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Red Sox free agent targets: Shin-Soo Choo

To keep the game's most productive outfield rolling after Jacoby Ellsbury leaves, the Red Sox should turn to Shin-Soo Choo.

Frank Victores-USA TODAY Sports

The Red Sox had the most productive outfield in the game in 2013. With Jacoby Ellsbury in center field, Shane Victorino in right and the platoon of Daniel Nava and Jonny Gomes holding down left, Boston amassed 15.7 fWAR and a batting line of .287/.358/.444, 19 percent better than league average. That unit was one of the major strengths for the World Champions, but keeping it together might not be the right move.

Jacoby Ellsbury is a free agent and, although it would be great to see him back in Boston, his price tag is likely to rise above any rational projection for his future. Fortunately, Victorino, Gomes and Nava will still be around and Jackie Bradley Jr. gives the Red Sox a center fielder who can replace Ellsbury's glove in the near future. The outfield might remain a strength for this club next season and into the future, but with a strong crop of free agent outfielders this off-season and questionable organizational depth after Bradley, adding a veteran to keep the offensive side rolling after Ellsbury departs would be a smart move. The player that best fits Boston's needs now and in the future is Shin-Soo Choo.

The Reds outfielder is coming off a fantastic season in which he hit .285/.423/.462 in 712 plate appearances as Cincinnati's lead-off man. In his age-30 season, Choo managed to cut back on his strike outs- his 18.7 percent K rate was the second best of his career- and walk an unbelievable 15.7 percent of the time for the best rate in the game. 2013 was one of Choo's best seasons to date, but it was hardly an outlier. He has posted a wRC+ over 130 every season since 2007 and averaged 3.8 wins per season since becoming a full-time player.

He is no great defender but he was able to handle center field on a daily basis for the Reds and with both Victorino and Bradley around to handle that position, a return to the corner should help his value. Prior to a 2012 season in which knee and hamstring trouble plagued him, Choo was an average defender in right, where he would likely see the most time in 2014. In the long term, he could find a home in left, where playing in front of the monster for 81 games a year would help minimize the effects of his declining range.

It isn't just Choo's raw production that makes him a good fit for Boston, however. It is the way that he achieves it. Choo was second in the National League in pitches per plate appearance and eighth overall. That grinding approach would be a brutal addition for opposing starters to have to deal with at the top of a Red Sox order that saw more pitches than all but one other team in 2013. In addition, Choo has an excellent left-handed, opposite-field approach that is well suited to Fenway, as this spray chart from Texas Leaguers illustrates.



A good number of left field outs on that chart would be turned into wall-ball singles and doubles in Fenway. There is some risk that his home-run power could be negatively impacted by Fenway's deep right field, but a quick look at where his home runs went in 2013 helps to eases those concerns (care of Hit Tracker Online).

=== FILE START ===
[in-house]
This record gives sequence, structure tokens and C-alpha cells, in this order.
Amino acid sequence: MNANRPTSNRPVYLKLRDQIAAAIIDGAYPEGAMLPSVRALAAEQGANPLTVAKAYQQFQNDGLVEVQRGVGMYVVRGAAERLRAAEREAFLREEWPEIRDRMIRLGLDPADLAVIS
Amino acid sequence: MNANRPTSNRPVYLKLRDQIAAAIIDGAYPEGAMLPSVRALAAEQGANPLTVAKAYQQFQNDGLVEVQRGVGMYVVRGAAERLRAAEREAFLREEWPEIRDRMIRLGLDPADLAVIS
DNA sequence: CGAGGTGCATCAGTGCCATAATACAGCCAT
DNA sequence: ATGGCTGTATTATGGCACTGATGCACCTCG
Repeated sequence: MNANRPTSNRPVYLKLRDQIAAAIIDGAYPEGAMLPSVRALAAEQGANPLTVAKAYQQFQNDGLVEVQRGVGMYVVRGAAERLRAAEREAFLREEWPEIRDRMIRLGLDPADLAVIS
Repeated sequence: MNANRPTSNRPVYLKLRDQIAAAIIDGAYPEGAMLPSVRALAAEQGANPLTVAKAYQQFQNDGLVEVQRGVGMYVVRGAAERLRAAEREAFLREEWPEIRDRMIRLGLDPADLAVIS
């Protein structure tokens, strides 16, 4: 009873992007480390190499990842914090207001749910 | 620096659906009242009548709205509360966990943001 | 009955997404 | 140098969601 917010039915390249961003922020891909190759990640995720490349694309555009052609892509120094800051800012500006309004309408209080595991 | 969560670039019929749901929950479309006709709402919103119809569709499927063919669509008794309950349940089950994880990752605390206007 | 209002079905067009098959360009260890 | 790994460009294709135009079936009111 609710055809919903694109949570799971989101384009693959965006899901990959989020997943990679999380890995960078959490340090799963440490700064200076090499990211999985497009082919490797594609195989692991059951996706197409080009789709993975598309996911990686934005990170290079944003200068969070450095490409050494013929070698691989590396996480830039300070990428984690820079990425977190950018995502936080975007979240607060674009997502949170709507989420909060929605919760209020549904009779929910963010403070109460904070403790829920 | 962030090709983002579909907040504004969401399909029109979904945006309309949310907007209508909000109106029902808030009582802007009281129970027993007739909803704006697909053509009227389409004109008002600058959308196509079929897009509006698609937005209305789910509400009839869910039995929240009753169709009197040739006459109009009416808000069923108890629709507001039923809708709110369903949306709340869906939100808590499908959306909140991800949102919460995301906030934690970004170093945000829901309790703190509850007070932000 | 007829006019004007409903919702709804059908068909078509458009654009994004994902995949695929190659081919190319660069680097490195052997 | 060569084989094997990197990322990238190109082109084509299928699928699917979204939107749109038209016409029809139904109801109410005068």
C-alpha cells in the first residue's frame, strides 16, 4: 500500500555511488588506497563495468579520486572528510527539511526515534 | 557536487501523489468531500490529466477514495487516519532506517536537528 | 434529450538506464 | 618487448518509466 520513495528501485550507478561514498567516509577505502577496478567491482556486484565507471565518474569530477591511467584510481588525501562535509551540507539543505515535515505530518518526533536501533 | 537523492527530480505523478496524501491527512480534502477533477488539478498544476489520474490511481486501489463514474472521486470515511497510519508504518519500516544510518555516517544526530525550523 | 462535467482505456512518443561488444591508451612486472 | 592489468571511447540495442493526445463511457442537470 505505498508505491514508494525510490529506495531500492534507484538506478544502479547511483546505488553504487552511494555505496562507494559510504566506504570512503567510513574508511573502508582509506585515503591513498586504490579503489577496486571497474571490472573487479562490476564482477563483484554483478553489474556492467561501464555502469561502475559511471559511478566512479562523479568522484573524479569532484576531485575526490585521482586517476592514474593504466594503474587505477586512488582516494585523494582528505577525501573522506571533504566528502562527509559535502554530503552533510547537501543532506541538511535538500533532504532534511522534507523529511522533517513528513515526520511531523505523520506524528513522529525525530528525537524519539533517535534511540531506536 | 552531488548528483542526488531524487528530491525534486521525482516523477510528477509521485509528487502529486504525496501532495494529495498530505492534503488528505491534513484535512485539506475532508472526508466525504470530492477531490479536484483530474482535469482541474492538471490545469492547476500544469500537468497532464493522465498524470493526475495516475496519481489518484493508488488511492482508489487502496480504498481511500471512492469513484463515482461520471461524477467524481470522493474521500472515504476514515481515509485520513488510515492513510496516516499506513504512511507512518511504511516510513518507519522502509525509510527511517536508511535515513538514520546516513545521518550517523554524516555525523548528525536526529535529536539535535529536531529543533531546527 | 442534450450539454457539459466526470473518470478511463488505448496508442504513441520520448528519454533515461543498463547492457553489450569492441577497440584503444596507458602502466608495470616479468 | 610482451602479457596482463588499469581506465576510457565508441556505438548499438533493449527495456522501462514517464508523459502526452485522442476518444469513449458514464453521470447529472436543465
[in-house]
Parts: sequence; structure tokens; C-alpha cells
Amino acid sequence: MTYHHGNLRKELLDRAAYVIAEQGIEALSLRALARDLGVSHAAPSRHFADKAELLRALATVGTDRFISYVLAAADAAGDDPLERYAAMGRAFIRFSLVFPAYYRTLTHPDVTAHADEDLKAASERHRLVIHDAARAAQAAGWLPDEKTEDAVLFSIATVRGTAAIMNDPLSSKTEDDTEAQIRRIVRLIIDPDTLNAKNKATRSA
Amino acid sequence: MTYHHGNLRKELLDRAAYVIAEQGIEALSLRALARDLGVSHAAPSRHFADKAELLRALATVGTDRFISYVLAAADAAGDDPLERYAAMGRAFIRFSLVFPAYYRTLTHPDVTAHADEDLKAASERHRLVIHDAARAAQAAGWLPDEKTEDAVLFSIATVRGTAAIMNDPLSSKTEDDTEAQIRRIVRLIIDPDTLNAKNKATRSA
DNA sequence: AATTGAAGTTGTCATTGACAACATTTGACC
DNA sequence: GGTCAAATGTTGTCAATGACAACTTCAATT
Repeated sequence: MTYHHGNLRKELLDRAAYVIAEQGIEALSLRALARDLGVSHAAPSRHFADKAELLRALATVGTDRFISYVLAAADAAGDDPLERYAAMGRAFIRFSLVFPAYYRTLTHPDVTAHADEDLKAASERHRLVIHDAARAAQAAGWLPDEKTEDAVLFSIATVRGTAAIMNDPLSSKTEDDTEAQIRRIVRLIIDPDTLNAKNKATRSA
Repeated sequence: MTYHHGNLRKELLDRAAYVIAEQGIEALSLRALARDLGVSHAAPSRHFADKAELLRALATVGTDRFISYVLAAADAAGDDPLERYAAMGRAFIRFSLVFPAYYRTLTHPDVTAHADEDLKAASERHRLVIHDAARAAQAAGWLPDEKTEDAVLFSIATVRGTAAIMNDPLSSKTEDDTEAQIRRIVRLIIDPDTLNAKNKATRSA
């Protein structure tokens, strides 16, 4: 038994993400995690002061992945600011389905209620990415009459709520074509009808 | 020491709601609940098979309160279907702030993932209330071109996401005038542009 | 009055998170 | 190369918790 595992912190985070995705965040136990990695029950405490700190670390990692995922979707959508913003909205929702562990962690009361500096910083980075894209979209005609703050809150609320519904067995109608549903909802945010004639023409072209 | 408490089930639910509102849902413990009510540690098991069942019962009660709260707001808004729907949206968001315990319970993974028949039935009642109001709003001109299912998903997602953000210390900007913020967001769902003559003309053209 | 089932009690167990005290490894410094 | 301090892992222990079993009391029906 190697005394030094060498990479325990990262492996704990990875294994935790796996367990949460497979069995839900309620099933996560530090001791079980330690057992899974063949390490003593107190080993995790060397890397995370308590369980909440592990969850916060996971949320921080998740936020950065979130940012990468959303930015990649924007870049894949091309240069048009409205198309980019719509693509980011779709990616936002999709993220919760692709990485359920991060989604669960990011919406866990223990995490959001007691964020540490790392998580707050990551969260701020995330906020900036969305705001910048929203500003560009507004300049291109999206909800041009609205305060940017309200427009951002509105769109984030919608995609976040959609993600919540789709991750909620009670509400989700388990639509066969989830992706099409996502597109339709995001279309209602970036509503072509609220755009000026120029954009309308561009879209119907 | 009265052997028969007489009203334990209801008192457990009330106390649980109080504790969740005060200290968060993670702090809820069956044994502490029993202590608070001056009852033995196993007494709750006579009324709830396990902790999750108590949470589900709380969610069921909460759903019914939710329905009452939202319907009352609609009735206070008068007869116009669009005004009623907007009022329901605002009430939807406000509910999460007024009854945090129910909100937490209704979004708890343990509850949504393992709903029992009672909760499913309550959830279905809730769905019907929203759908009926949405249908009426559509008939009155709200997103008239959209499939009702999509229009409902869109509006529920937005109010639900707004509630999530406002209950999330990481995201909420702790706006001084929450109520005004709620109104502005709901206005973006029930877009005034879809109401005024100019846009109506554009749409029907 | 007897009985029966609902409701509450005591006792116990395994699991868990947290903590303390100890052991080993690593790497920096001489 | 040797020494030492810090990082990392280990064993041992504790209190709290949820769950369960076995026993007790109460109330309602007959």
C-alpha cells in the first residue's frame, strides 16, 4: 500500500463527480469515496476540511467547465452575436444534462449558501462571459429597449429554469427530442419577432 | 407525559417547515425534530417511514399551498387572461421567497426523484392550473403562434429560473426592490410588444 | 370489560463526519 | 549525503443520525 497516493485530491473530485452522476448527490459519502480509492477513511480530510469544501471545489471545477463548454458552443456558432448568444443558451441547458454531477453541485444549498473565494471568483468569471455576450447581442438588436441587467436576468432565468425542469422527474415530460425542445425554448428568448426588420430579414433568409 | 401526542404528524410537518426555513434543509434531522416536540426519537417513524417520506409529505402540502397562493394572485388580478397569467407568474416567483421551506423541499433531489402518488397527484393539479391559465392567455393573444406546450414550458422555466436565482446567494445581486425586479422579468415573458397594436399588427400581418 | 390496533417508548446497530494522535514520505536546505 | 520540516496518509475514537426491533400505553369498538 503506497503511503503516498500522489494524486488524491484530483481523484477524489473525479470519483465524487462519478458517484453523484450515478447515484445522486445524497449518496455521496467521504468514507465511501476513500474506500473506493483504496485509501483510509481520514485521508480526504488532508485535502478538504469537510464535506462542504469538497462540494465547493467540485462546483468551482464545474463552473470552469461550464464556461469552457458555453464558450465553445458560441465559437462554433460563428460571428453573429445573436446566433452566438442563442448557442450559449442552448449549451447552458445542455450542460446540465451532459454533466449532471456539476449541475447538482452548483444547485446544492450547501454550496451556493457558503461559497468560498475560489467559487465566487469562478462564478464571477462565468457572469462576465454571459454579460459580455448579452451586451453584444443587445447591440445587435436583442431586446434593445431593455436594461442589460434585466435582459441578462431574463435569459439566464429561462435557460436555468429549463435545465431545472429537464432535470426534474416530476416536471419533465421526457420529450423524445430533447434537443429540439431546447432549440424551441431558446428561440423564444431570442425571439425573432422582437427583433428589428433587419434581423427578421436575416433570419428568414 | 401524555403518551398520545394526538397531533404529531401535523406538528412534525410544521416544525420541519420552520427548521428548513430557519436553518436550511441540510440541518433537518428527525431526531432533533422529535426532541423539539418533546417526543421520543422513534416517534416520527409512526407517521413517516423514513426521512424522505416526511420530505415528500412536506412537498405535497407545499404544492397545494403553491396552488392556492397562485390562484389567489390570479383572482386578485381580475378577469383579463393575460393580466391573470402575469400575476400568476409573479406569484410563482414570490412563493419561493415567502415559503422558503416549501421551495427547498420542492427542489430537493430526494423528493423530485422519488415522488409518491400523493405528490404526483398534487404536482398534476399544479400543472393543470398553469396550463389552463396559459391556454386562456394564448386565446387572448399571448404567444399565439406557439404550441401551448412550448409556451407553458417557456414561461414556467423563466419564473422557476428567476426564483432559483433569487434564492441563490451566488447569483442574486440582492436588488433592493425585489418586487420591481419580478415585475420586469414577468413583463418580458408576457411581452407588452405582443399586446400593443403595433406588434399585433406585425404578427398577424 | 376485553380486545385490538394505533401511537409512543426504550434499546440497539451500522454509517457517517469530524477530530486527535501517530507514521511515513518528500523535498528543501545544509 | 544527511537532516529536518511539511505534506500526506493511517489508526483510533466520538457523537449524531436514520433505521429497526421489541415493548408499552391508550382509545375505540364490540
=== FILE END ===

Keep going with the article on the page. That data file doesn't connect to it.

Choo fits the present needs of the Red Sox as well as needs that are likely to arise in the future. In 2014, he could start in right field with Victorino moving to center, giving the Red Sox the ability to be patient with Bradley. Should Bradley prove too good to be relegated to the minors for too long, Choo could move to left. That would likely be an upgrade over the Nava/Gomes platoon on both sides of the ball and it would create the opportunity for the team to deal one of the two to address other needs in-season or next year. Looking into the future, Choo will likely end up in left and see time at DH before the deal he signs this winter is done, but those are both roles Boston will need to fill in the future.

Even if Choo is a great fit for this team, his price tag is potentially an issue. Like Ellsbury, he is represented by Scott Boras and Boras has already set a high bar for the bidding, saying that Choo is looking for $100 million deal. At much over nine-figures, I'm not sure I would want Choo, but I don't think he will quite reach that level. Comparisons to Hunter Pence's 5-year/$90 million deal with the Giants are fitting. Choo is a slightly better player but I think with the qualifying offer helping to depress his value, Choo will end up with something close to the same deal. Ellsbury should command an average annual value $3-$5 million higher, and an even longer commitment with greater risk attached. The difference in price per season is not huge, but it is enough to buy roughly one Koji a year.

Choo doesn't possess the same athleticism or the MVP-level ceiling that Ellsbury flashed in 2011, but he has been consistently better at the plate and he will come cheaper. It is particularly important that his value is tied to his bat. With Bradley around to give Boston plus-defense in center, a player with Choo's skills is better suited to this team's needs than a player like Ellsbury, who derives so much of his value from playing center.The potential upgrade in offense may be the key to the Red Sox repeating as World Champions in 2014 and remaining contenders in the years to come.

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